“The humbling truth is that the film is made in the editing room”. -David Mamet
The screenwriter is the first step in the film making process and the editor, the last. How do you write a script that’ll produce an edit-ready film?
Editors are often called the last re-writers of the show. Another way to put this is that the editor is the architect of the show. Our blueprint is the script (or outline on a nonfiction show). Our building materials are the footage: long shots, wide shots, medium shots, close ups, over-the shoulders, inserts, raking shots, reverses, master shots, and two-shots. From these we design the show with sound, dialogue, music, and the placement and duration of the shots.
The editor is the architect of the show.
Just as a bridge transports travelers from bank to bank with good design and construction, so good editing conveys viewers from the beginning of the show to the end by giving them what they need to see, hear, and experience along the way to get there.
Truism: There’s the picture that’s written, the picture that’s shot and the picture that’s edited.
So why not write for editing?
How do I do this, you ask. Here are a few suggestions:
Editors write not in words but with images and sound. So mentally run your script in your head. This will also help sell your script and guide the director in shooting it.
Make sure your story is strong and clear.
I worked on an MOW where the lead editor and I took the project but found the story murky as written. The producer and well-known director loved the script and the story and were awed by all the research that the writer had done on the subject. During shooting, they realized the story wasn’t making sense or paying off. They called the writer, asking for some re-writes. The writer was affronted. The calls became increasingly unproductive and antagonistic. During post, the writer loved the show as shot and edited but it made no sense to anyone else. Some VO was added, there were extra screenings, and editing ran two weeks over but the movie was not saved. And the writer substituted a familiar nom de plume for their actual name in the credits.
Understand the rhythm of your story and your scenes.
“Editing is not so much a putting together as it is the discovery of a path“.
-Walter Murch, A.C.E., Academy Award for Picture and Sound Editing on The English Patient.
Just as you develop a rhythm in writing dialogue and other scenes, so does an editor develop a rhythm when cutting. Quentin Tarantino’s editor, Sally Menke said in the current issue of Editor’s Guild Magazine, “I do feel there’s an internal rhythm in every person that is reflected in her or his work. Somehow a painting looks like its painter. There’s an innate response to footage that I feel is very much mine.”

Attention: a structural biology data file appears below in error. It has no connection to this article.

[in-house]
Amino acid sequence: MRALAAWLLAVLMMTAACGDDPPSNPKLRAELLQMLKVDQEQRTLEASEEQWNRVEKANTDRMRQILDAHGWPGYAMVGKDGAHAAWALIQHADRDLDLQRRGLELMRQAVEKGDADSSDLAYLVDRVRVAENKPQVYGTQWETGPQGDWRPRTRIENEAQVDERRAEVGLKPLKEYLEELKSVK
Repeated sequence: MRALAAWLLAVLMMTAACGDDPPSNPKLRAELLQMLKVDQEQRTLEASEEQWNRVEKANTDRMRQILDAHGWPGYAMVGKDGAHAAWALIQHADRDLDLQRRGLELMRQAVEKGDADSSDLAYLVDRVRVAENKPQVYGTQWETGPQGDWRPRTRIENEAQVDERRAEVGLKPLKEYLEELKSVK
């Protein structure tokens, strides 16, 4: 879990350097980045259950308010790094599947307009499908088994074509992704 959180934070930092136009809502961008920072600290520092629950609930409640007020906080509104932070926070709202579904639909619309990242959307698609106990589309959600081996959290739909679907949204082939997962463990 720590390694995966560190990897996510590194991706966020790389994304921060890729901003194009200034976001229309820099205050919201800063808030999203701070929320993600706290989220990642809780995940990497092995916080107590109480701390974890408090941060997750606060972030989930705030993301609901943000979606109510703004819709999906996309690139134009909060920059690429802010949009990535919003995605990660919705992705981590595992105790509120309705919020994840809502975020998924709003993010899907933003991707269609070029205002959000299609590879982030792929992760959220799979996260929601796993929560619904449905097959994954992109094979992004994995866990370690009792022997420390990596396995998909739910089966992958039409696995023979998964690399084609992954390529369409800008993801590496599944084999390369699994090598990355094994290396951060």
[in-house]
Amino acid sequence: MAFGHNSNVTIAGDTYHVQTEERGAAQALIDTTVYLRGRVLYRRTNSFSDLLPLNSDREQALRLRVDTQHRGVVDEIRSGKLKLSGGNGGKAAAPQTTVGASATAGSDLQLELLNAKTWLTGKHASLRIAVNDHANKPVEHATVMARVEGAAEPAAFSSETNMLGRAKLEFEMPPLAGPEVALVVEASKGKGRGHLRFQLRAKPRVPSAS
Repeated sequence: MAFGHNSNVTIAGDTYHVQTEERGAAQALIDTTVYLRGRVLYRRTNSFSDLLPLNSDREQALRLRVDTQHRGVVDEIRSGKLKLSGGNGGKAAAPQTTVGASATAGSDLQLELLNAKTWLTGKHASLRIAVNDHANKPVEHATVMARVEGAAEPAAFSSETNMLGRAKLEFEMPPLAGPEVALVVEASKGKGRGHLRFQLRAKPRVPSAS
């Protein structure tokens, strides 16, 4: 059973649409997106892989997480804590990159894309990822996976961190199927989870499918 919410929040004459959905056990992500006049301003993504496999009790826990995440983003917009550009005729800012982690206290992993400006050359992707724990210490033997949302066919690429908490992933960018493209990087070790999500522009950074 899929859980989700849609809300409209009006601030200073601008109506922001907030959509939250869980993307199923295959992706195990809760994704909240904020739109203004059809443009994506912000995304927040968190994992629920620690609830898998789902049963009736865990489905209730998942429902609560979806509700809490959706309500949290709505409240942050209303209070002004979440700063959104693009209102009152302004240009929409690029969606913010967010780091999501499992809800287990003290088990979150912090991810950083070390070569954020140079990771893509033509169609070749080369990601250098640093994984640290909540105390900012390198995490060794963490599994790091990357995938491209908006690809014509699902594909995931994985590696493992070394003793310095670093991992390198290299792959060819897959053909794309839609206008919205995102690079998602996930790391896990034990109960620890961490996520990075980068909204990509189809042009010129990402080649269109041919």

• What tempo would your scene have if put to music? Having a sense of this will help you understand the riffs, trills, arias and dissonances in your movie and its many scenes. And many of the scenes will be put to music during post production.
• If they were an instrument or a piece of music, what would each main character be? Intuiting this will help you understand your characters’ internal rhythms better and how they flex – or don’t – when reacting to situations and other characters.
Make your transitions clear and fresh.
Every time your movie cuts from one scene to the next, imagine how this will look. Don’t leave it to the director or editor to figure out – direct everyone with your writing. You don’t have to figure out every transition, just major ones. Good examples: Julie & Julia did an interesting job with the transitions between the two women’s stories as did Cinema Paradiso as it moved back and forth from the main character as a boy and as a grown man.
Make your characters thoughts, dreams, and psyches accessible.
“Editing is the closest thing to thinking”. -VI Pudovkin
You are the original thinker of the show. Your thoughts and words are transformed into sounds and images. From these images and sounds and the editor creates a movie that puts the audience in your scenes and in your character’s heads. Make sure your thinking is rock-solid and will ring true to your audience. You want them to live in your characters’ heads and situations while they’re watching the movie just as the characters and situations lived inside you as you created it.
To understand editing better, put on a DVD of a great, contemporary movie.
1) TURN THE SOUND OFF and watch a few scenes – action, dialogue, and montage. You may want to watch the scenes several times.
• Notice each time the picture cuts.
• Notice the different rhythm of each scene.
2) TURN THE PICTURE OFF and listen to the same scenes.
• Hear the different types of sounds: dialogue, sound effects, Foley, music.
• Notice the different rhythm of each scene.
Gael Chandler has edited dramas, documentaries and corporate videos, and received a Cable ACE nomination twice for editing a comedy series. She taught digital editing systems to professionals and editing theory and practice at LA area colleges. She has written feature scripts and two books, Cut by Cut: Editing your Film or Video and Film Editing: Great Cuts Every Filmmaker and Movie Lover Must Know. She also creates e-Learning materials and blogs on her website, www.joyoffilmediting.com.
I studied acting for three years and hold a graduate diploma in writing from Sydney’s UTS. My interest in film and writing was solidified through interning at The Story Department and gave me the opportunity to fine tune my skills. I’ve been involved with several film projects, the most recent of which was shortlisted for Tropfest.
With the knowledge gained from university and my experience at The Story Department, I’m now specialising in professional feedback on short films and documentaries.